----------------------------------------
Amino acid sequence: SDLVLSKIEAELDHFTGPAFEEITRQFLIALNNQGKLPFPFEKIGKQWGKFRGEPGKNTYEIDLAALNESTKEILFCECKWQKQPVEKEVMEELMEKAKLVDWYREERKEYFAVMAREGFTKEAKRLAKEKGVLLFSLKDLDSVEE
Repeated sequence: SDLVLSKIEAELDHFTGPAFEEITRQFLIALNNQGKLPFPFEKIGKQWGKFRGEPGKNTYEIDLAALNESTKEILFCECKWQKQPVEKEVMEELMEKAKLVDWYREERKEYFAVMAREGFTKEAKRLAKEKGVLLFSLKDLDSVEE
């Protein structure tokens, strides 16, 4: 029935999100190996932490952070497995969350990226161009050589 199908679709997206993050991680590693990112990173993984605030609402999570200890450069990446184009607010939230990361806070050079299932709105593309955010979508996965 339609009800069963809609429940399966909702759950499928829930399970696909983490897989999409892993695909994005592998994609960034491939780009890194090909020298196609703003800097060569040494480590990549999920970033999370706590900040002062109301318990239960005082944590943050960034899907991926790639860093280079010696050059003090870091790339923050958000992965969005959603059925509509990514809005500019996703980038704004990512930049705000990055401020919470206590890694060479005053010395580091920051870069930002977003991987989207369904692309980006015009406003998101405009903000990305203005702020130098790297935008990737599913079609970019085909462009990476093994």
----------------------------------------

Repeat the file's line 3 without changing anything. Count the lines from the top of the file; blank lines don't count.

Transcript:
């Protein structure tokens, strides 16, 4: 029935999100190996932490952070497995969350990226161009050589 199908679709997206993050991680590693990112990173993984605030609402999570200890450069990446184009607010939230990361806070050079299932709105593309955010979508996965 339609009800069963809609429940399966909702759950499928829930399970696909983490897989999409892993695909994005592998994609960034491939780009890194090909020298196609703003800097060569040494480590990549999920970033999370706590900040002062109301318990239960005082944590943050960034899907991926790639860093280079010696050059003090870091790339923050958000992965969005959603059925509509990514809005500019996703980038704004990512930049705000990055401020919470206590890694060479005053010395580091920051870069930002977003991987989207369904692309980006015009406003998101405009903000990305203005702020130098790297935008990737599913079609970019085909462009990476093994």